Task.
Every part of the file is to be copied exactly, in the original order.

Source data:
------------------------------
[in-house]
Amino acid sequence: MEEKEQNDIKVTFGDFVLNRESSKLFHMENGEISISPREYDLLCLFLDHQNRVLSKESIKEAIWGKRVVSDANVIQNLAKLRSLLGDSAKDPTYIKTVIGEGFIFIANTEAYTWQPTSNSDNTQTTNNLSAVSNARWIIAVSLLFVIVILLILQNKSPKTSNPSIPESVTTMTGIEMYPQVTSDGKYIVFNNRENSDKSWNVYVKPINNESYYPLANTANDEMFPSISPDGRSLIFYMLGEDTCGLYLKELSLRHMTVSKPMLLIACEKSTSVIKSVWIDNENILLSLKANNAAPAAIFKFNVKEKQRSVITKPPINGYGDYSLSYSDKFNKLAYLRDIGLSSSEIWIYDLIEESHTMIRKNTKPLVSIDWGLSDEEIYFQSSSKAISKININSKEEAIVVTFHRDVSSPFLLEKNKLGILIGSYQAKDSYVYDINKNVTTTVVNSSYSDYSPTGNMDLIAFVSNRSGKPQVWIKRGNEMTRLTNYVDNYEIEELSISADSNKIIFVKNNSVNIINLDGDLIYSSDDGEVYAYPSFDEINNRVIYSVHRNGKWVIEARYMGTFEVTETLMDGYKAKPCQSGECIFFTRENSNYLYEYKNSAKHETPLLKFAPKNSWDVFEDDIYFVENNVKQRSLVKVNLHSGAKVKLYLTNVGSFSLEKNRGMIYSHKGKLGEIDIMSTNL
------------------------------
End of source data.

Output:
[in-house]
Amino acid sequence: MEEKEQNDIKVTFGDFVLNRESSKLFHMENGEISISPREYDLLCLFLDHQNRVLSKESIKEAIWGKRVVSDANVIQNLAKLRSLLGDSAKDPTYIKTVIGEGFIFIANTEAYTWQPTSNSDNTQTTNNLSAVSNARWIIAVSLLFVIVILLILQNKSPKTSNPSIPESVTTMTGIEMYPQVTSDGKYIVFNNRENSDKSWNVYVKPINNESYYPLANTANDEMFPSISPDGRSLIFYMLGEDTCGLYLKELSLRHMTVSKPMLLIACEKSTSVIKSVWIDNENILLSLKANNAAPAAIFKFNVKEKQRSVITKPPINGYGDYSLSYSDKFNKLAYLRDIGLSSSEIWIYDLIEESHTMIRKNTKPLVSIDWGLSDEEIYFQSSSKAISKININSKEEAIVVTFHRDVSSPFLLEKNKLGILIGSYQAKDSYVYDINKNVTTTVVNSSYSDYSPTGNMDLIAFVSNRSGKPQVWIKRGNEMTRLTNYVDNYEIEELSISADSNKIIFVKNNSVNIINLDGDLIYSSDDGEVYAYPSFDEINNRVIYSVHRNGKWVIEARYMGTFEVTETLMDGYKAKPCQSGECIFFTRENSNYLYEYKNSAKHETPLLKFAPKNSWDVFEDDIYFVENNVKQRSLVKVNLHSGAKVKLYLTNVGSFSLEKNRGMIYSHKGKLGEIDIMSTNL